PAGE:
**f**_{j}

^{-T}

**f**_{j}

^{+T}. For a square lattice, the corresponding set of backward modes have Bloch factors

**Λ**

^{-1}and eigenvectors [

**f**_{j}

^{+T}

**f**_{j}

^{-T}]

^{T}. The two key quantities to emerge from this eigenproblem are thus the matrix of Bloch factors

**Λ**, which determines the propagation of modes in the bulk crystal, and the scattering matrix

**R**_{∞}=

*+ (*

**F****F**

_{-})

^{-1}which characterizes the reflection of a field incident on a semi-infinite bulk crystal from free space. Here,

**F**

_{±}are matrices whose columns are the eigenvector components

**f**_{±}, with the matrices

**F**

_{-}and

**F**

^{-1}

_{-}respectively performing changes of basis from plane waves to Bloch modes and

*vice versa*[6

6. L.C. Botten, N.A. Nicorovici, R.C. McPhedran, C.M. de Sterke, and A.A. Asatryan, “Photonic bandstructure calculations using
scattering matrices,” Phys. Rev. E **64**, 046603:1–18
(2001). [CrossRef]

*l*-layer barriers [6

6. L.C. Botten, N.A. Nicorovici, R.C. McPhedran, C.M. de Sterke, and A.A. Asatryan, “Photonic bandstructure calculations using
scattering matrices,” Phys. Rev. E **64**, 046603:1–18
(2001). [CrossRef]

**Q**^{l}=

*F*_{-}

**Λ**

^{l}

*F*^{-1}quantifies the propagation of the Bloch modes within the

*l*-layer barriers.

*m*- 1) barriers that are sandwiched between two semi-infinite PCs. The presence of each of the guides of width

*h*is taken into account, by “padding,” relative to the field origins located in the center of the guides, the relevant scattering matrices to allow for propagation to and from the phase origin. The fields in the uppermost and lowermost guides thus satisfy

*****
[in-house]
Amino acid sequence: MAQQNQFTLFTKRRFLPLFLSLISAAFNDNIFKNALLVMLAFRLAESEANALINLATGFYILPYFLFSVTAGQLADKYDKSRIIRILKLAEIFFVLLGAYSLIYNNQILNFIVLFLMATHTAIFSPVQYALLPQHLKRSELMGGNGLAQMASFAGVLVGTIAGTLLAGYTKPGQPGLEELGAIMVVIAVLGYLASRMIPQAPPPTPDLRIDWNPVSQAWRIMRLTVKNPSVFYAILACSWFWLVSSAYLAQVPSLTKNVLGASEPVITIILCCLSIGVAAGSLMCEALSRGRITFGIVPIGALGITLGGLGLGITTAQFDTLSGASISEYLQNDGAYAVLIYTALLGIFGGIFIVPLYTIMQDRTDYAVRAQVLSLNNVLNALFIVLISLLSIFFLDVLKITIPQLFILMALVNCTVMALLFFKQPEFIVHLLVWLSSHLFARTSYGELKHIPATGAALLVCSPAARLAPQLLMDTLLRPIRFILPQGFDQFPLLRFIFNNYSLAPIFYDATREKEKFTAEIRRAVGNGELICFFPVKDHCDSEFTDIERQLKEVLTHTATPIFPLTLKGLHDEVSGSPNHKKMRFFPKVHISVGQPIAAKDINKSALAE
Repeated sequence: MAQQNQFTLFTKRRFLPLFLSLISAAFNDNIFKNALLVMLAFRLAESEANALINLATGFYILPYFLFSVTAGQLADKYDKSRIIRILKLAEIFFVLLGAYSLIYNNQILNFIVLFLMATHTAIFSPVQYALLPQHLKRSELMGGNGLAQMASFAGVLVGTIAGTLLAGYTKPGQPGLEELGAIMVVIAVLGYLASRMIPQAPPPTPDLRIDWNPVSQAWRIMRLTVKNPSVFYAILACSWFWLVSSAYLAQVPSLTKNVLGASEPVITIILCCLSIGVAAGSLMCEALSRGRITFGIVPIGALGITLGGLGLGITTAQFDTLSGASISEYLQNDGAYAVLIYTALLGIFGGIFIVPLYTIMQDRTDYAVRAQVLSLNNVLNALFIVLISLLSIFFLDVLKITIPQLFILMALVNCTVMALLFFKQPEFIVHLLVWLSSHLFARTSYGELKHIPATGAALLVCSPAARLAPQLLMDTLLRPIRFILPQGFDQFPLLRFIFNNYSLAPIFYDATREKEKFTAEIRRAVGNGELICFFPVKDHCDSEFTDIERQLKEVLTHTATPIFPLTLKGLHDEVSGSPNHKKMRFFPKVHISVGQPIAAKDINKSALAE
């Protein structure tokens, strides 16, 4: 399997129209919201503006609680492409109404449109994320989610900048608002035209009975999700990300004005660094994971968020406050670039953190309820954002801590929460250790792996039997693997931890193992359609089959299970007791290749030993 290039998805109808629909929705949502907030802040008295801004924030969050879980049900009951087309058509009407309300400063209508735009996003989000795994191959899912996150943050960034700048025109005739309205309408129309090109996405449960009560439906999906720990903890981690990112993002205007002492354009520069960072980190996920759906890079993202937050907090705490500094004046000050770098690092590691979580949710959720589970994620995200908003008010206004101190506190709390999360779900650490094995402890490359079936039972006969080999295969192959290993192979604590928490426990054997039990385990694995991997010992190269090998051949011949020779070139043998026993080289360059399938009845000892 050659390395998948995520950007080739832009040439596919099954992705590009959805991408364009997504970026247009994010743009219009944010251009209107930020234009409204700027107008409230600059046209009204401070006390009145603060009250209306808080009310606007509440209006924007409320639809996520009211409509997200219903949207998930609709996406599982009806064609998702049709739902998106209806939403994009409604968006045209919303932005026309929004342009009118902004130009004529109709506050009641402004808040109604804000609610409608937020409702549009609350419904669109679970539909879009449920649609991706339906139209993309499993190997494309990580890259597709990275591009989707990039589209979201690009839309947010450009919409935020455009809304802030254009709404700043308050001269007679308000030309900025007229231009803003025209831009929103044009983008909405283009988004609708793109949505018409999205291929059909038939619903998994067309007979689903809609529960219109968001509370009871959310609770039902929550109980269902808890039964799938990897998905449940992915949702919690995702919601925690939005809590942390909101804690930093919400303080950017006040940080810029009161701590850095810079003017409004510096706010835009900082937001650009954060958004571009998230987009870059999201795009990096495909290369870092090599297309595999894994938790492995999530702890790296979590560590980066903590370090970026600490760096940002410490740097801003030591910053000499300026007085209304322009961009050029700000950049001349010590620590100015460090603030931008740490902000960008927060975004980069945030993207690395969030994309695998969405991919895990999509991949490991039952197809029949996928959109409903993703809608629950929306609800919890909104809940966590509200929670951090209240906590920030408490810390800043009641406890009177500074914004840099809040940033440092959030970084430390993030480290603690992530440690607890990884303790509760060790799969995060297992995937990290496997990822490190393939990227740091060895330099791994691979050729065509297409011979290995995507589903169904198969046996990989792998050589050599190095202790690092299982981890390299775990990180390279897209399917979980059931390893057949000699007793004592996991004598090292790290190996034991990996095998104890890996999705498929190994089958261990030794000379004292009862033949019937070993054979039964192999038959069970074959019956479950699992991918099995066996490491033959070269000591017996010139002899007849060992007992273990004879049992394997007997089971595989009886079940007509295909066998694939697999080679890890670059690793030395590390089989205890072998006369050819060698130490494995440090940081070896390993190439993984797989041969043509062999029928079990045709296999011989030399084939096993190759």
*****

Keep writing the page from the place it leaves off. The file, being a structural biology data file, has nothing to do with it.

*m*-1) barrier structure. In Equations (4) and (5),

*R̃*_{∞}=

*P*^{1/2}

*R*_{∞}

*P*^{1/2}, with

**= diag[exp(**

*P**iχ*)] representing for each plane wave order, the phase accumulation when traversing a waveguide of width

_{p}h*h*.

*R̃*_{n}and

**T̃**_{n}, for the

*n*=

*m*- 1 “padded” barriers can be derived by recursion [7

7. L. C. Botten, N. A. Nicorovici, A. A. Asatryan, R. C. McPhedran, C. M. de Sterke, and P. A. Robinson, “Electromagnetic scattering and propagation
through grating stacks of metallic and dielectric cylinders for photonic crystal
calculation. Part 1: Formulation”, J. Opt. Soc.
Am. **17**, 2165–76
(2000). [CrossRef]

**R̃**_{1}=

*P*^{1/2}

*R*_{l}

*P*^{1/2}and

*T̃*_{1}=

*P*^{1/2}

*T*_{l}

*P*^{1/2}, we will follow an alternative route that involves the calculation of the Bloch modes of an infinite structure composed of these padded barrier sections. This leads us to the dispersion equation in a form that is suitable for computational use, and which is also amenable to an asymptotic analysis in the long wavelength and tight binding limits. To do so, we introduce the transfer matrix

*for crossing a padded layer. Proceeding as before, we may solve the eigenvalue problem for this transfer matrix, deduce the corresponding Bloch factors*ℑ ˜

**and eigenvector matrices**Λ ˜

**F̃**_{±}, and compute the reflection and transmission matrices

*R*_{n}and

*T*_{n}in a form analogous to Equations (2) and (3). We next introduce the transfer matrix to cross the

*n*=

*m*-1 padded barriers, namely

*satisfies the symmetry relationship*ℑ ˜

ℑ ˜

^{-1}=

*U*

ℑ ˜

*U*, where

*U*is the matrix that reverses the partition order. Accordingly, some straightforward manipulation reveals that